Ann Arbor Public Schools' billion dollar bond proposal is getting mixed reactions from local voters. 89.1 WEMU's Jorge Avellan spoke with voters and has their thoughts on the issue.
In an effort to convince voters to approve the latest Ann Arbor Public Schools bond proposal, the district has hosted dozens of community meetings over the last couple of months to provide details on the project. District Superintendent Jeanice Swift led the discussion at one held at the Ann Arbor District Library’s Westgate Branch.
Superintendent Jeanice Swift: We’re at that natural chapter where our prior bond has paid its last revenue. We have 34 buildings, average age is 63 years old. So this billion dollar bond, 1.65 mill increase is for the coming 30 years. So it’s a 30-year bond, about a 20-year construction window.
The bond would help build two new schools, make structural improvements to others, and address issues such as safety and upgrading the district’s school bus fleet. Homeowners with an average taxable value of $138,000 would see an annual increase of about $228. Voter Sheila Rice attended the community meeting at Westgate.
Sheila Rice: I oppose this proposal. I think that there are some valid points in them, but, as I said, I have way too much trouble with a billion dollars and over 30 years--just too many changes that could take place during that period of time.
During the first six years of the construction window, air conditioning, LED lighting, and new kitchens would be added to schools. Voter Melody McCormick Randall also attended the meeting at Westgate.
Melody McCormick Randall: I’m a little suspicious that things that would be nice, but the average homeowner might not put in their own homes, might go on the desirable list to get done. I’d like for my money to be used judiciously, where it’s truly needed and I wasn’t fully convinced that there are mechanisms to make sure that happens.
"I have not decided yet."
Jordan Else: My teacher friends are very critical of this and have noted that the teachers' union is not really on board with it, and I’m concerned about that. But I do see the need, and I do see the schools. And I’m in them often through sporting events and other activities with my son. So I have a great deal of concern. But those two things, I’m really having a hard time balancing how can I support both the schools and the teachers with this one?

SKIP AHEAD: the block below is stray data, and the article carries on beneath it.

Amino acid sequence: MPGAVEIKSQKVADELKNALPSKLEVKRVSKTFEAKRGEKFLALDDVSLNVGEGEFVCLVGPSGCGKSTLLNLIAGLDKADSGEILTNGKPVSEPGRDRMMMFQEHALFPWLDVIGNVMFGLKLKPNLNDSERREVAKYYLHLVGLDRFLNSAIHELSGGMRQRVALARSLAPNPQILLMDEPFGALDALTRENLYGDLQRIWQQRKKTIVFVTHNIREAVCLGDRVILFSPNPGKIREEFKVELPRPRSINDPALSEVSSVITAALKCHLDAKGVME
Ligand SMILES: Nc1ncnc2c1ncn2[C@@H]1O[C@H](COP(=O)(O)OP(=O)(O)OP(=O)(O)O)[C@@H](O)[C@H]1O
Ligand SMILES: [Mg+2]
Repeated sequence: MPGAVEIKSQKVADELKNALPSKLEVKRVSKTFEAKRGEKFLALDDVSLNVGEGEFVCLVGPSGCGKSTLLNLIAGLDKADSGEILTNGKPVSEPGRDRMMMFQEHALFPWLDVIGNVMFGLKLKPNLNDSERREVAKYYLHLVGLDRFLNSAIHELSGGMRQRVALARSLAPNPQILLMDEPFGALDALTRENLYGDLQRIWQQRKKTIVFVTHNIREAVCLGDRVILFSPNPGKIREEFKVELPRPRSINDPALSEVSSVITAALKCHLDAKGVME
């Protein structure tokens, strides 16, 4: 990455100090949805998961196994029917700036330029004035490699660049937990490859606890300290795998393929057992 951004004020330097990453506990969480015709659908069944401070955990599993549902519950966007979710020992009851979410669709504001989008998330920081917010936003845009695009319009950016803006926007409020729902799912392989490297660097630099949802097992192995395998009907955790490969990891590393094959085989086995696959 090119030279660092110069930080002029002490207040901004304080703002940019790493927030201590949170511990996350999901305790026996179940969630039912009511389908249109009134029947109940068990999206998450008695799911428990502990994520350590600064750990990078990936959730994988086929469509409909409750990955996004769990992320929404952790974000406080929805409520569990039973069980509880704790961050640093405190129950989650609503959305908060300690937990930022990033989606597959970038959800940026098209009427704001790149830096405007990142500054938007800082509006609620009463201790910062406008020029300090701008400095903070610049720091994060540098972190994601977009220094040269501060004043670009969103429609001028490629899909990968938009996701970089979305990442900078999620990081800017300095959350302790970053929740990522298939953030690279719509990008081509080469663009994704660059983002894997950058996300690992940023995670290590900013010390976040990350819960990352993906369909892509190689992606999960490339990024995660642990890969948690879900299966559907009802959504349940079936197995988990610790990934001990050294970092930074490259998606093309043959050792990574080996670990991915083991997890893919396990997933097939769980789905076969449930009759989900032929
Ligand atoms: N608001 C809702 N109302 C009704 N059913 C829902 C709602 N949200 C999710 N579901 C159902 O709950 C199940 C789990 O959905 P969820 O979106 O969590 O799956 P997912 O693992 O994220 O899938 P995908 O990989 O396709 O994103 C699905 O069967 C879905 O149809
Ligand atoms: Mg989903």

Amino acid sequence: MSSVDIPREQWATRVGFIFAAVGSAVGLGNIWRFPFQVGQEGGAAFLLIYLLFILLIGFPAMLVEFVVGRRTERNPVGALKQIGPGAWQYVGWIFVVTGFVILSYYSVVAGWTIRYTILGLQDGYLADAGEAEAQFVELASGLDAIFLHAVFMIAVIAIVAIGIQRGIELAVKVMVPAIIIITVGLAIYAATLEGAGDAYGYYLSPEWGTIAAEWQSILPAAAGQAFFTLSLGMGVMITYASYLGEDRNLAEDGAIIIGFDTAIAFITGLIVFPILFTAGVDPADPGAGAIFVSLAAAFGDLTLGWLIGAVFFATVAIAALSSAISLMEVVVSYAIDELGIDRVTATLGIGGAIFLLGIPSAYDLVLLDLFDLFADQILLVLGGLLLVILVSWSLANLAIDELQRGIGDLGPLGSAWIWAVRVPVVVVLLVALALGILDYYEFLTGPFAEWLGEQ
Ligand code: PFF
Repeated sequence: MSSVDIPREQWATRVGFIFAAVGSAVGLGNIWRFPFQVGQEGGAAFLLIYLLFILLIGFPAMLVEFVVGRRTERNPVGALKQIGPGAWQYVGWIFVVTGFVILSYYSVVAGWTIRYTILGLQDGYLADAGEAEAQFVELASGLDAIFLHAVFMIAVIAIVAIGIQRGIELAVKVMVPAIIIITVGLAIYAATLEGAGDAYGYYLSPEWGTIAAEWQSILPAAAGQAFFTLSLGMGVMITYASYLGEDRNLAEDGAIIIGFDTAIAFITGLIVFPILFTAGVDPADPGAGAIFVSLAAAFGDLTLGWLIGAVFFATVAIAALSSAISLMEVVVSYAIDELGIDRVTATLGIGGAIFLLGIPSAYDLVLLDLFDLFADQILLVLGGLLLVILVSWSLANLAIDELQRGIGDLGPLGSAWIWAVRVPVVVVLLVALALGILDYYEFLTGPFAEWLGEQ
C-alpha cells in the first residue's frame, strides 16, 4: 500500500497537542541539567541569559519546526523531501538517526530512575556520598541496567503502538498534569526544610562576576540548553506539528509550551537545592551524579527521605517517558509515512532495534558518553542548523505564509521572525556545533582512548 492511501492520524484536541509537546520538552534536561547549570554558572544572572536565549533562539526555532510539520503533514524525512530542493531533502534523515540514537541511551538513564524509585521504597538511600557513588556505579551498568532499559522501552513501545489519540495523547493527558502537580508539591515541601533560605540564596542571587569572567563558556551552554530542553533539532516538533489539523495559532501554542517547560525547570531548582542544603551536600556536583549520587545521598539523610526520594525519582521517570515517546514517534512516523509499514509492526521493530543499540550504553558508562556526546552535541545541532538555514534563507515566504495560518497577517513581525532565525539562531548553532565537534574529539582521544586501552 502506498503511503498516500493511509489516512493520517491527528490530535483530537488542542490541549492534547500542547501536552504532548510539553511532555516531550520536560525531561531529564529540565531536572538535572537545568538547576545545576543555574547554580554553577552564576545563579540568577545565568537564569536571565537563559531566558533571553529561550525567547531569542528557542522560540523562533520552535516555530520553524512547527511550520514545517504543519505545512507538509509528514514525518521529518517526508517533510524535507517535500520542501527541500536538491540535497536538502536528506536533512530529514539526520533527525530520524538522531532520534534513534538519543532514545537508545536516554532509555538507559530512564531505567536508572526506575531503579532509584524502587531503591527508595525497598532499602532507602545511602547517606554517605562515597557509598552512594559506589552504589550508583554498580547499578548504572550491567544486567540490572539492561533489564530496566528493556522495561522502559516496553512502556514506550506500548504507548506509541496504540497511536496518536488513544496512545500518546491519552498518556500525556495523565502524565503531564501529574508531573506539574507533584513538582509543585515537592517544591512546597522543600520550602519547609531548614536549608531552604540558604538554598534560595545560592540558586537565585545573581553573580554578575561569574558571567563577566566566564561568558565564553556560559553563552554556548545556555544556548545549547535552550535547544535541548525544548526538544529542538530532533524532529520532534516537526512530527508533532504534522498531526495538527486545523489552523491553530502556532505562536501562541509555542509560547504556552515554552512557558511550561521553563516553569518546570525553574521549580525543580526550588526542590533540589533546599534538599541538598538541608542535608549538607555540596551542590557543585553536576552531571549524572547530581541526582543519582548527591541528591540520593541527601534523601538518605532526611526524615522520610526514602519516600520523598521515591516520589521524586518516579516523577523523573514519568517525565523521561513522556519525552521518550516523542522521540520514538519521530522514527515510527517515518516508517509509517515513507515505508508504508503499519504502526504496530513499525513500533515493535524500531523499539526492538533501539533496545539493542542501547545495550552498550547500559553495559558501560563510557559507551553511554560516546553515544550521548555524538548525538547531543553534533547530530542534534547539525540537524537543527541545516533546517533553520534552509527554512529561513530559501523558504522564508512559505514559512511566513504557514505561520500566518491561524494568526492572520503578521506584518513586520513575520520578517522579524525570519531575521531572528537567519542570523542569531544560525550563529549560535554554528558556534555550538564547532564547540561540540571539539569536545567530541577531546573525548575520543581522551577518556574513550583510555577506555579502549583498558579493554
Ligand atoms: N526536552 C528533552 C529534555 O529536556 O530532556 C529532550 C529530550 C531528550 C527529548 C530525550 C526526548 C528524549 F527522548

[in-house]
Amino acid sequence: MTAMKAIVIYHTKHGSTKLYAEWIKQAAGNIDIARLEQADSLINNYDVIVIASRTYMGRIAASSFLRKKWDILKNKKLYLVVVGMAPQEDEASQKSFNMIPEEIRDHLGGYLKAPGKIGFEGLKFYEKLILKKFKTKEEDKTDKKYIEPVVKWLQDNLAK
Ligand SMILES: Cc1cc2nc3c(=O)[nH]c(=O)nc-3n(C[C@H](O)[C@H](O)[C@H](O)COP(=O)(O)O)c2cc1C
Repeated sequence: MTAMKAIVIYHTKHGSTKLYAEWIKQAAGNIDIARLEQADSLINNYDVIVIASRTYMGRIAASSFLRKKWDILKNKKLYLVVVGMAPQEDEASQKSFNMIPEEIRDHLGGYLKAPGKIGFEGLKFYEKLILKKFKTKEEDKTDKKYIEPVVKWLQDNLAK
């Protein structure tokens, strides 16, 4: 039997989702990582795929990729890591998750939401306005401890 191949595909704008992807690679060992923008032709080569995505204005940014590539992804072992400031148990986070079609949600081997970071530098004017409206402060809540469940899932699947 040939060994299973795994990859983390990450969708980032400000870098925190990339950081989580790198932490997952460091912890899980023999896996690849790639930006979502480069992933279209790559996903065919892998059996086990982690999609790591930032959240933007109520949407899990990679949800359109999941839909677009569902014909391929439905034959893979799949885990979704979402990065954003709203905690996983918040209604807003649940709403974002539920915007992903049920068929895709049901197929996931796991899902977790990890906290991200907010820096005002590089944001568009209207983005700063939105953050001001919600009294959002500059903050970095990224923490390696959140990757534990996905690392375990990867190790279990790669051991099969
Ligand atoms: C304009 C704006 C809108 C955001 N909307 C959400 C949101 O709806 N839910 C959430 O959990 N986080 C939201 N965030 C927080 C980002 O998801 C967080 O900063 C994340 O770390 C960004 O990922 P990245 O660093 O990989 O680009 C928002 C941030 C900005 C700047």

The Ann Arbor Education Association, or teachers union, has decided they will remain neutral when it comes to the billion dollar bond proposal. Fred Klein is president of the union.
Fred Klein: We’re not opposing it, we’re not supporting it, and that’s where we are right now. I know many teachers do support it and some don’t support it. I think that our teachers know that our buildings do need the critical infrastructure repairs and updating, but teachers have made sacrifices for this district for a number of years, at least the last twelve. Including many pay freezes, concessions and teachers are feeling that we want to attract and retain the best teachers here in Ann Arbor and we do that by prioritizing teachers as part of the budgeting process. So that’s why we’re taking that position to be neutral.
Voters I spoke with at the Ann Arbor Farmers Market had a more positive view of the proposal. Donna Estabrook already voted yes for the proposal through an absentee ballot.
Donna Estabrook: We’re going to have old boilers, old buildings that are crumbling, so we need to fix them.
Christina Matrusic took a quick break from buying produce to talk about why she supports school bonds. She doesn’t work for Ann Arbor Public Schools but is a teacher.
Christina Matrusic: If there are things that are for safety and for updating furniture, it always helps if you could build a classroom community and school culture that is positive. That’s always going to help with student outcome.
Ann Arbor Public Schools has been informing voters that Michigan is one of 12 states that doesn’t provide school districts with funds for capital infrastructure projects. This is one of the reasons why voter Darren Miller plans to vote yes for the proposal.
Darren Miller: The education of our children is of the most importance in our society. I look at where we are today, and I think that if we had a better education system, we might have a more informed populous when it comes to things like voting and government in general in this country.
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— Jorge Avellan is a reporter for 89.1 WEMU News. Contact him at 734.487.3363 or email him firstname.lastname@example.org